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Symptoms and Definition of Panic Disorder

Panic Disorder involves experiencing repeated and unexpected Panic Attacks. The frequency of these attacks is variable. For some people, this can mean having a Panic Attack once a week, whereas other people may experience several Panic Attacks per day.

Furthermore, in Panic Disorder the individual will experience, for one month or more, at least one of the following symptoms:

  • Having ongoing worries or fears of having additional Panic Attacks.
  • Believing that having a Panic Attack carries very frightening implications, such as leading to serious medical consequences like a heart attack, or implying that one is "going crazy" or will lose all control.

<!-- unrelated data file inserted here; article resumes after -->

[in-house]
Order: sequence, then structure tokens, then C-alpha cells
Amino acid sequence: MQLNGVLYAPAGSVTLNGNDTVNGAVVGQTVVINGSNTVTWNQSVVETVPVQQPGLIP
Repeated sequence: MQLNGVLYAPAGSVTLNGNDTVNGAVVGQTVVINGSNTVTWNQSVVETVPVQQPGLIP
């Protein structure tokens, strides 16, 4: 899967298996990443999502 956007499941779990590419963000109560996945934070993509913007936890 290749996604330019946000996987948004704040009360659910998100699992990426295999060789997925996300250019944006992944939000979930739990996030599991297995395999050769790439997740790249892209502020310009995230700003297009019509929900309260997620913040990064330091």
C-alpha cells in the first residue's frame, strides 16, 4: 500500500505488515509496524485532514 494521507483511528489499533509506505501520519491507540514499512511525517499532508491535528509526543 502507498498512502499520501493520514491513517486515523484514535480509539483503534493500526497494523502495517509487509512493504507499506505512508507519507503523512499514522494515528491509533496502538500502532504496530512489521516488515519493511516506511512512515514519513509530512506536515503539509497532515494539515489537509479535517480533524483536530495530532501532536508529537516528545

• Making significant changes to one's regular behavior or routines in response to having a Panic Attack. This usually involves avoiding certain situations or activities where a Panic Attack might occur.

A diagnosis of Panic Disorder is not made if the Panic Attacks are clearly due to the effects of a particular drug or general medical condition, or if they are better accounted for by another Anxiety Disorder (see here for further information).

A diagnosis of Panic Disorder with Agoraphobia is made when an individual also experiences Agoraphobia in addition to the above conditions.

A diagnosis of Panic Disorder without Agoraphobia is made when Agoraphobia is not experienced.


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Panic Attack